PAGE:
We can cut a small triangle off the corner of a square and then fit the two pieces together. Can you work out how these shapes are made from the two pieces?

How many balls of modelling clay and how many straws does it take to make these skeleton shapes?

What does the overlap of these two shapes look like? Try picturing it in your head and then use the interactivity to test your prediction.

Can you make a 3x3 cube with these shapes made from small cubes?

If you can post the triangle with either the blue or yellow colour face up, how many ways can it be posted altogether?

How many DIFFERENT quadrilaterals can be made by joining the dots on the 8-point circle?

Can you work out what shape is made when this piece of paper is folded up using the crease pattern shown?

Have a go at making a few of these shapes from paper in different sizes. What patterns can you create?

Use the three triangles to fill these outline shapes. Perhaps you can create some of your own shapes for a friend to fill?

What happens when you try and fit the triomino pieces into these two grids?

This article for teachers describes a project which explores thepower of storytelling to convey concepts and ideas to children.

We start with one yellow cube and build around it to make a 3x3x3 cube with red cubes. Then we build around that red cube with blue cubes and so on. How many cubes of each colour have we used?

Imagine a pyramid which is built in square layers of small cubes. If we number the cubes from the top, starting with 1, can you picture which cubes are directly below this first cube?

What happens to the area of a square if you double the length of the sides? Try the same thing with rectangles, diamonds and other shapes. How do the four smaller ones fit into the larger one?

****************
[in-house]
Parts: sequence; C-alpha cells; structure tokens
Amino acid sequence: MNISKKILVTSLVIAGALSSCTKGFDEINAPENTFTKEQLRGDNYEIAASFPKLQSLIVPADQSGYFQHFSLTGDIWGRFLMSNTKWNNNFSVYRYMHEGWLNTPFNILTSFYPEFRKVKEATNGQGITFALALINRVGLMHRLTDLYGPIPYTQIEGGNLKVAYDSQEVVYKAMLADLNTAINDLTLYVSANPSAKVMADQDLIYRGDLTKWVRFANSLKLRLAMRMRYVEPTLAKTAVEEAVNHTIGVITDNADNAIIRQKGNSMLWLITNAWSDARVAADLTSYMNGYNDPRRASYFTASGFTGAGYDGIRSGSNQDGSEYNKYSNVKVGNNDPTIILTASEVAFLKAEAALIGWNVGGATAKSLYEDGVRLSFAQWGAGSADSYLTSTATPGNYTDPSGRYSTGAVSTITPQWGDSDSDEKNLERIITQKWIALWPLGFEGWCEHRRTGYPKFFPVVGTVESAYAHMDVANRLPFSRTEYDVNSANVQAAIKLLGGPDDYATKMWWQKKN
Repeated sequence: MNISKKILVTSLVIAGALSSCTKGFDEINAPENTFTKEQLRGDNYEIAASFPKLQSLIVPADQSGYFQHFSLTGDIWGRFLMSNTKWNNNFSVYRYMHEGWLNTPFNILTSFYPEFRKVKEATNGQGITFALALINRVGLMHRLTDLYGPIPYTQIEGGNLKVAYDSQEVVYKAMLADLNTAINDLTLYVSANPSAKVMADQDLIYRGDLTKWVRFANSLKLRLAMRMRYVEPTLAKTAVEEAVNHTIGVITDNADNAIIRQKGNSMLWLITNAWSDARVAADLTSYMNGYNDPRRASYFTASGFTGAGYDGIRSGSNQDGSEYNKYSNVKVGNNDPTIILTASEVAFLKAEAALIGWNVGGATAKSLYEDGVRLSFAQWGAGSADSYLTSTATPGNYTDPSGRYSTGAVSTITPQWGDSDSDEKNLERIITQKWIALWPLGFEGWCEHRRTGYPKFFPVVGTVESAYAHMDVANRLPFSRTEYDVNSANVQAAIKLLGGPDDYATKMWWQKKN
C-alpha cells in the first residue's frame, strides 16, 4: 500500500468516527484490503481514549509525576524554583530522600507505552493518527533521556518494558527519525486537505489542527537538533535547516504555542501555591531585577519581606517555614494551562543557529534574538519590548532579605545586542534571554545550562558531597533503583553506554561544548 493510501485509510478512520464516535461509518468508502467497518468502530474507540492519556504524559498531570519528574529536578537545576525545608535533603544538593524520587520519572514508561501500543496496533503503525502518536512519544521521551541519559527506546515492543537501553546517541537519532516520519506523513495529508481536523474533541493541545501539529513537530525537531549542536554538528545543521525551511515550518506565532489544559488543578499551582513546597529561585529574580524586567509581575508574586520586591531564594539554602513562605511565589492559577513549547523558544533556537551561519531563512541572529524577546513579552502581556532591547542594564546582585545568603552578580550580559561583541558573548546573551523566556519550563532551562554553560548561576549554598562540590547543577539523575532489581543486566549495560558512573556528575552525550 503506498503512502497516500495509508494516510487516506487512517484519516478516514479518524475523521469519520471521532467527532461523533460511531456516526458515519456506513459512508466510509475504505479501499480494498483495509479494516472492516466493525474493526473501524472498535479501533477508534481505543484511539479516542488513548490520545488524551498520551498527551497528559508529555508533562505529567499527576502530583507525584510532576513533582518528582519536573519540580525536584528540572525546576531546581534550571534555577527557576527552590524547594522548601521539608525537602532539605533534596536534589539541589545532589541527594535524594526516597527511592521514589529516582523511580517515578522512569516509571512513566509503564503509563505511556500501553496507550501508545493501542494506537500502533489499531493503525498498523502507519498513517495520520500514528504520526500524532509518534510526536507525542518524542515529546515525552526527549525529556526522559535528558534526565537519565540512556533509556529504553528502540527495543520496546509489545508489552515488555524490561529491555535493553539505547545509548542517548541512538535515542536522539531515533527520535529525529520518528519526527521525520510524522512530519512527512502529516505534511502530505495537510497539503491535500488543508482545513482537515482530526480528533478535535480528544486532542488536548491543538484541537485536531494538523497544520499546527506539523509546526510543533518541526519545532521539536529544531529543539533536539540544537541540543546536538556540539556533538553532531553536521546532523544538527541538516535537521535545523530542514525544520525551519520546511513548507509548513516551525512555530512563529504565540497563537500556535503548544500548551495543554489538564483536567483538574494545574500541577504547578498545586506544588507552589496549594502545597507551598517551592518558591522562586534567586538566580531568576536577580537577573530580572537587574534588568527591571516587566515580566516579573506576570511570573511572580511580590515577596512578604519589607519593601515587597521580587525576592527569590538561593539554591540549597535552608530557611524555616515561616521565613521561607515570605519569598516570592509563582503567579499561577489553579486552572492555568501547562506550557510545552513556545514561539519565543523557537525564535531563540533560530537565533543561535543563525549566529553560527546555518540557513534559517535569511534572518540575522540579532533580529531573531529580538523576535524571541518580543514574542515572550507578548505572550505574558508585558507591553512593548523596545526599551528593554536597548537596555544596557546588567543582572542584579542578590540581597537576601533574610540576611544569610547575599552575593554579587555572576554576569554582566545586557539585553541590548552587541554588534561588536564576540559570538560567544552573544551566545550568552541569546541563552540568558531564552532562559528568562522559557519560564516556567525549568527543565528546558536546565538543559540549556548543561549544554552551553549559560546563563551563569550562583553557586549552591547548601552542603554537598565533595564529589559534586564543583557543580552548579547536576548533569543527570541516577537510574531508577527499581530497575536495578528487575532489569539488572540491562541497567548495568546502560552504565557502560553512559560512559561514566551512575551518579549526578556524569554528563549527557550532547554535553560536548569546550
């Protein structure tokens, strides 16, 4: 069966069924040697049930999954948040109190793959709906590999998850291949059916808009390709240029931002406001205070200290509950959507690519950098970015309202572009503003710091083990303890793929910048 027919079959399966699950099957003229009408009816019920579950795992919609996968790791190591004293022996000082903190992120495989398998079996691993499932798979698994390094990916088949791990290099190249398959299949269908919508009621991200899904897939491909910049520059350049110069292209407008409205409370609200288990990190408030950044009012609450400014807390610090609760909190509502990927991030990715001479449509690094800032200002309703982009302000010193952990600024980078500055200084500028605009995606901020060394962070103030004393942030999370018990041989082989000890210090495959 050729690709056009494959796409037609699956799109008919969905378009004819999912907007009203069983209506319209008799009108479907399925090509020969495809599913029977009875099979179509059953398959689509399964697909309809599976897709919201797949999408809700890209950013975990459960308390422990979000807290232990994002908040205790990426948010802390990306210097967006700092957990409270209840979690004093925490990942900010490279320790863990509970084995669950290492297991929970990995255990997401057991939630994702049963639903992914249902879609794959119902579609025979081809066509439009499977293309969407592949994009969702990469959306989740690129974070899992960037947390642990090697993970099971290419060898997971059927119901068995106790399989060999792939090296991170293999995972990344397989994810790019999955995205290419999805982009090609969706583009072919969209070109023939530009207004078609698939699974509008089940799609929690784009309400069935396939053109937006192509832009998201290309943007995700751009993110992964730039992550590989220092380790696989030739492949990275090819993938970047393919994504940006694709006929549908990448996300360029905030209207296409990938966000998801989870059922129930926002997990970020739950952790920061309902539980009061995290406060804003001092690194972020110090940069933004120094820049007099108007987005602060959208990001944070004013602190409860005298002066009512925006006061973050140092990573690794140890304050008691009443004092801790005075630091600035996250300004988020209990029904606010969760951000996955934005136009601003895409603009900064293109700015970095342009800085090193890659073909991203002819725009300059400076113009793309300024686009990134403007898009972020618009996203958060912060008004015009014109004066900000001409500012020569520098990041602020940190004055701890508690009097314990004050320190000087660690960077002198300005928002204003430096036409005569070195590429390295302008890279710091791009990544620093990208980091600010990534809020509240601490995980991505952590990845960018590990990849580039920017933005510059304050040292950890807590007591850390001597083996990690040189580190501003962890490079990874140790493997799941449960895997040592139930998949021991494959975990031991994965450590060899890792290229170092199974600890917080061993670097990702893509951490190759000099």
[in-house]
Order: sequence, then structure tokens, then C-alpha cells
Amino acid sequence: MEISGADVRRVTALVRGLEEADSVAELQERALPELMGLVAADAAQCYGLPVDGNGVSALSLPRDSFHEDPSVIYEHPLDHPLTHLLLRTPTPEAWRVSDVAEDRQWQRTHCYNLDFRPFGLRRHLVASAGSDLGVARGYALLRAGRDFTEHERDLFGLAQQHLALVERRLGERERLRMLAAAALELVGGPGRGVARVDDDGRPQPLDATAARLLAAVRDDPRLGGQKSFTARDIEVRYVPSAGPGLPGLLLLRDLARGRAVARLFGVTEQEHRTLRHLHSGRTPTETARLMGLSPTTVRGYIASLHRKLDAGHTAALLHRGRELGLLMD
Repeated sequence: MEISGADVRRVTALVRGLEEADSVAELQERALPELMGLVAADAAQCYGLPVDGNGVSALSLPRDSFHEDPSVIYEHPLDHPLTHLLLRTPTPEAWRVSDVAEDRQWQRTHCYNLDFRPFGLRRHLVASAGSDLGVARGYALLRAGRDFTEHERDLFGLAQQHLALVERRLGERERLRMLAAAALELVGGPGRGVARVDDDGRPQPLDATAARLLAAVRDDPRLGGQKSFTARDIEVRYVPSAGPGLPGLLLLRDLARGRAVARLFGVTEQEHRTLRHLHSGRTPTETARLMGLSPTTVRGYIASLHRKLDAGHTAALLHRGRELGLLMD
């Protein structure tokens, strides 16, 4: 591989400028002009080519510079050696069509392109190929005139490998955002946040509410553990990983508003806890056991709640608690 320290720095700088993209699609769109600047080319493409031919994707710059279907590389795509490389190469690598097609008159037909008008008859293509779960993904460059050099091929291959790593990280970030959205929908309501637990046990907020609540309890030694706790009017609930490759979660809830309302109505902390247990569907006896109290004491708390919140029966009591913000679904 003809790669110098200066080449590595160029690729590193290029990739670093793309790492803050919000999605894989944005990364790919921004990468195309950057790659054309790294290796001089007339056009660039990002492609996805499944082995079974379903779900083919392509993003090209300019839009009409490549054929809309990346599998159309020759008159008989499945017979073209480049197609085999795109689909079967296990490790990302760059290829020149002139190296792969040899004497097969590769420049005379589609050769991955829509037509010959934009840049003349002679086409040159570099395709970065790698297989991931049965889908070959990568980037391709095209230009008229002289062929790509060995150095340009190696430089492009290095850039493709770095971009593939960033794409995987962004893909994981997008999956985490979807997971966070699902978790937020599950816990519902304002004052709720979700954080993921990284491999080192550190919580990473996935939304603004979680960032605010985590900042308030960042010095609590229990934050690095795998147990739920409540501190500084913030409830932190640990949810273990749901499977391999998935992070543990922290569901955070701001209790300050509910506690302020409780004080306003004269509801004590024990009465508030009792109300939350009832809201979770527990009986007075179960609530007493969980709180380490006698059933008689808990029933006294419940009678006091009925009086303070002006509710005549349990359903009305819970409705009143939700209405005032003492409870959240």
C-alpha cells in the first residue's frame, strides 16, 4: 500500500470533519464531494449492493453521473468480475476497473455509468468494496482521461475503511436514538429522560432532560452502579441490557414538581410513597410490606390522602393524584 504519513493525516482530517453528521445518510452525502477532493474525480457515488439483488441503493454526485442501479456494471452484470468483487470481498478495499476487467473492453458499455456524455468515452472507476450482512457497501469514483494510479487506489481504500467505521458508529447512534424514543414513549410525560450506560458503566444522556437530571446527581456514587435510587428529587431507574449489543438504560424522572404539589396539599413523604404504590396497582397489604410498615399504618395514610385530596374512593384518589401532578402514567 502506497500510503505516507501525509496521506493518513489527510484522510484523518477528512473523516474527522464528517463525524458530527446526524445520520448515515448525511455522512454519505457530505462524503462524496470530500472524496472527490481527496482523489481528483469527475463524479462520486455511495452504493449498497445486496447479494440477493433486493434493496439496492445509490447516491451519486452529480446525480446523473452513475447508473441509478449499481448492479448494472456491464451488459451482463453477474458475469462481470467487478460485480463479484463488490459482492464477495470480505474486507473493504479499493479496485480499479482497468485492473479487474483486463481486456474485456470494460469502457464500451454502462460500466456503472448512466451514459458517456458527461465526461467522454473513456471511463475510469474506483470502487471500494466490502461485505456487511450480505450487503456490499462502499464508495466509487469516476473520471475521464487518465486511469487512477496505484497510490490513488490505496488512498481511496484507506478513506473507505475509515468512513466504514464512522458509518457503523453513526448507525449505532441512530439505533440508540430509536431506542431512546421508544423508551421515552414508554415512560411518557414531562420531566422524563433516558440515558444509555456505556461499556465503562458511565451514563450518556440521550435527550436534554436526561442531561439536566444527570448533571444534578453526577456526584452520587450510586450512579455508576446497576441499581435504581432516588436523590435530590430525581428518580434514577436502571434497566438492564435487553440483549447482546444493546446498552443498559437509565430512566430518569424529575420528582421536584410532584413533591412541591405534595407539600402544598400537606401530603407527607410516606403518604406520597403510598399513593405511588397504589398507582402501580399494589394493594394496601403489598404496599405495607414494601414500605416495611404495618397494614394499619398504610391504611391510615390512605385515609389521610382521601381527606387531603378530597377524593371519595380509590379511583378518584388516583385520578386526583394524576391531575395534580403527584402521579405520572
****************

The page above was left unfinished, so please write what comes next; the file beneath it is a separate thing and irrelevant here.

Create a pattern on the left-hand grid. How could you extend your pattern on the right-hand grid?

Here are shadows of some 3D shapes. What shapes could have made them?

A hundred square has been printed on both sides of a piece of paper. What is on the back of 100? 58? 23? 19?

In this town, houses are built with one room for each person. There are some families of seven people living in the town. In how many different ways can they build their houses?

This article introduces the idea of generic proof for younger children and illustrates how one example can offer a proof of a general result through unpacking its underlying structure.

What is the least number of moves you can take to rearrange the bears so that no bear is next to a bear of the same colour?

What is the greatest number of counters you can place on the grid below without four of them lying at the corners of a square?

Here are some arrangements of circles. How many circles would I need to make the next size up for each? Can you create your own arrangement and investigate the number of circles it needs?

If you split the square into these two pieces, it is possible to fit the pieces together again to make a new shape. How many new shapes can you make?

Have you ever tried tessellating capital letters? Have a look at these examples and then try some for yourself.

Imagine a wheel with different markings painted on it at regular intervals. Can you predict the colour of the 18th mark? The 100th mark?